Lloyd v. Montecuco, 83 Wn. App. 846 (Div. II 1996) is a waterfront case which helps to identify the extent to which definitive (boundary) lines must be demonstrated in order to achieve adverse possession. The case is informative with respect to adversely possessed property boundaries both on land and out into the water.


justice-smiles-blue-large.png I had all set to post out one second into the New Year. I thought it would be fun to show the art work that I had asked the kid’s to do while waiting for me to complete a few year end tasks in the office.

Good news was that all I needed to do

justice-smiles-blue-large.pngRecently, a couple of matters have brought me to contemplate wetlands and their implications with respect to neighbors and boundary disputes. To become more familiar, I engaged the services of an expert. I was so impressed that I decided to extend my first ever offer to guest blog. Fortunately, my offer was accepted … and more. It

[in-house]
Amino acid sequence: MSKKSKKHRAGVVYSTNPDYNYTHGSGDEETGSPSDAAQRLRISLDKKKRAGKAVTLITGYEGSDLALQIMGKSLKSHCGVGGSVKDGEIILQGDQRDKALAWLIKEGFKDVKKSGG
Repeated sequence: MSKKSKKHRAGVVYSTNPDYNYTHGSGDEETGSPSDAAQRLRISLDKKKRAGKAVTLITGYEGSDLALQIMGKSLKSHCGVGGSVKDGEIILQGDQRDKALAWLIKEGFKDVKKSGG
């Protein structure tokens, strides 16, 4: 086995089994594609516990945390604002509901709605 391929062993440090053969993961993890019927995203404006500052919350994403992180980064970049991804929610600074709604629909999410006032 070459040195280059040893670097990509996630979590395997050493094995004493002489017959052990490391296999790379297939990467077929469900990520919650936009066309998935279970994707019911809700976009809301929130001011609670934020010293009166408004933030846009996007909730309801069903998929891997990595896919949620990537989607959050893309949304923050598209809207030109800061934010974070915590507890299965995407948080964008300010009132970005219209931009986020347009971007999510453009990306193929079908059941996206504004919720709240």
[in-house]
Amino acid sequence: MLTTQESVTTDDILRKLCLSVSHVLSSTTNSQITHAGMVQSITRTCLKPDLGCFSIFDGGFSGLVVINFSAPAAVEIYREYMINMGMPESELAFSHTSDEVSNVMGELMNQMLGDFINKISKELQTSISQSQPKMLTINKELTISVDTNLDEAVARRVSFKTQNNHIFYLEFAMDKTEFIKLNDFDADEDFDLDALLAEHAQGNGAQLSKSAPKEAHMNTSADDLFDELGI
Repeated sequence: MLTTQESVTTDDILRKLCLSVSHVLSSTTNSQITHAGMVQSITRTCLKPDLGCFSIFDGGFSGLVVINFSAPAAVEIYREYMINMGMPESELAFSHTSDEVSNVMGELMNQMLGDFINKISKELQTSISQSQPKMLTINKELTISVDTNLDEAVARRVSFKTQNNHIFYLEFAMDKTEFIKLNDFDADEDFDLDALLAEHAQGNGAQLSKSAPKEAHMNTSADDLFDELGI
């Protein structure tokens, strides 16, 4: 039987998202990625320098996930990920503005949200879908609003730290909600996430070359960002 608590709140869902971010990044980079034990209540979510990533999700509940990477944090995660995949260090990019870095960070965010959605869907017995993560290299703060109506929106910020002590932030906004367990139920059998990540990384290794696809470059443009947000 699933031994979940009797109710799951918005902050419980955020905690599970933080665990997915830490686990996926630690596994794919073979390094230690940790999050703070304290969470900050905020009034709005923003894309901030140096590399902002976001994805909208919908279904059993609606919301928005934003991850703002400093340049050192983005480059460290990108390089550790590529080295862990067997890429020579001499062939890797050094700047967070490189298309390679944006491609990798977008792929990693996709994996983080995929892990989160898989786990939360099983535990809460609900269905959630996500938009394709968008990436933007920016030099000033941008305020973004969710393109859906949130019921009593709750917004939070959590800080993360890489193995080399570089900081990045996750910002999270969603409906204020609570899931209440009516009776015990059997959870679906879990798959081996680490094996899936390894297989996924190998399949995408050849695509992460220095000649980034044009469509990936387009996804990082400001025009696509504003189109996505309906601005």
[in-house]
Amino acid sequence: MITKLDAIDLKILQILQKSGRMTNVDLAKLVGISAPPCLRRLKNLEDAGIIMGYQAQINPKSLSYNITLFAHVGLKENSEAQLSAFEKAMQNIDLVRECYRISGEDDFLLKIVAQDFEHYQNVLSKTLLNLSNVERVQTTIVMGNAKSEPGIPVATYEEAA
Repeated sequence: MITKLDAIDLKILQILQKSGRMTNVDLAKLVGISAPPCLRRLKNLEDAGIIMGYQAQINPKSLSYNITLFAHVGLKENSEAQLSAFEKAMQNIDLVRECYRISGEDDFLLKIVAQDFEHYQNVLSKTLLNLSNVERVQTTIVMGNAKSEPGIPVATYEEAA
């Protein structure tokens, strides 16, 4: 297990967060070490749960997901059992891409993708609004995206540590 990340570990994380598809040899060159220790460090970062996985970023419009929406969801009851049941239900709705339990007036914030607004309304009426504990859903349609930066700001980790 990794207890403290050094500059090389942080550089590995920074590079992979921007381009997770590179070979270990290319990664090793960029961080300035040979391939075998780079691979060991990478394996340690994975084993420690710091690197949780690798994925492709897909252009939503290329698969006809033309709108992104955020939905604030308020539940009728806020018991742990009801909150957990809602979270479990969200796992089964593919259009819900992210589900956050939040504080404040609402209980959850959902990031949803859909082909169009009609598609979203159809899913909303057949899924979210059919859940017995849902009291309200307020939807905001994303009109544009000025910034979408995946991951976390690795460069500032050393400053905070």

justice-smiles-blue-large.pngAbove is shot I took last weekend during a visit to the MOHAI before they start packing up for their new location. “Museum of History & Industry, #83.10.10,325 – Opening on Montlake Cut, August 26, 1916” is reproduced here at the express permission of MOHAI’s librarian Carolyn Marr. It offers an excellent means

justice-smiles-blue-large.pngAlthough I have much more basic content to post first, I find myself compelled to at least pose a few question regarding Seattle Time’s reporter Jonathan Martin’s article titled: State reaches deal on Bainbridge liveaboards. The story is best encapsulated in the following quote:

The Department of Natural Resources (DNR) and the city of Bainbridge Island